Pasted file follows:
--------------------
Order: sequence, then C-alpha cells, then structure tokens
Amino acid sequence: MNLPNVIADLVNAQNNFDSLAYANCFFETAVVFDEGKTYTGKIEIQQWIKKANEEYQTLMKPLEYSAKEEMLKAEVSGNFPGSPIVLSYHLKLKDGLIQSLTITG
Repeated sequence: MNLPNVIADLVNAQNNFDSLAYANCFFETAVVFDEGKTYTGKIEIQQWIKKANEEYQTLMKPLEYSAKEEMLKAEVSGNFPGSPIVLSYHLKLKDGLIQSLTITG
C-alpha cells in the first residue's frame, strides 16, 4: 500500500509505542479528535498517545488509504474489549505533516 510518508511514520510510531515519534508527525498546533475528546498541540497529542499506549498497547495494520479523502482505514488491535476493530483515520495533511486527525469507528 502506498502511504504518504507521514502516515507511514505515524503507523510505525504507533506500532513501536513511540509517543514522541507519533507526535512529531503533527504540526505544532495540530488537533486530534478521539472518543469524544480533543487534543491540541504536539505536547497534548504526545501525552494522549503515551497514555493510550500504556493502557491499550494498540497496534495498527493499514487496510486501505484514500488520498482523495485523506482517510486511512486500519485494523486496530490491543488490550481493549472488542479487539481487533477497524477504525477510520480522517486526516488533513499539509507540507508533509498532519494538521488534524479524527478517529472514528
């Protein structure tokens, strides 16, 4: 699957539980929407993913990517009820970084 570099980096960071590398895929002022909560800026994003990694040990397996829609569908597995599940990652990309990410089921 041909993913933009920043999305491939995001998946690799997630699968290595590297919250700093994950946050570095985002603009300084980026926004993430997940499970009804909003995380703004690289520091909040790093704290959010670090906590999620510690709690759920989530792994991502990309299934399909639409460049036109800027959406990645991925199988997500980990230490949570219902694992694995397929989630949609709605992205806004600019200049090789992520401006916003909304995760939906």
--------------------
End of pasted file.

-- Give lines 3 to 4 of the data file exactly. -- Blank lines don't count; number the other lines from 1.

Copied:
Repeated sequence: MNLPNVIADLVNAQNNFDSLAYANCFFETAVVFDEGKTYTGKIEIQQWIKKANEEYQTLMKPLEYSAKEEMLKAEVSGNFPGSPIVLSYHLKLKDGLIQSLTITG
C-alpha cells in the first residue's frame, strides 16, 4: 500500500509505542479528535498517545488509504474489549505533516 510518508511514520510510531515519534508527525498546533475528546498541540497529542499506549498497547495494520479523502482505514488491535476493530483515520495533511486527525469507528 502506498502511504504518504507521514502516515507511514505515524503507523510505525504507533506500532513501536513511540509517543514522541507519533507526535512529531503533527504540526505544532495540530488537533486530534478521539472518543469524544480533543487534543491540541504536539505536547497534548504526545501525552494522549503515551497514555493510550500504556493502557491499550494498540497496534495498527493499514487496510486501505484514500488520498482523495485523506482517510486511512486500519485494523486496530490491543488490550481493549472488542479487539481487533477497524477504525477510520480522517486526516488533513499539509507540507508533509498532519494538521488534524479524527478517529472514528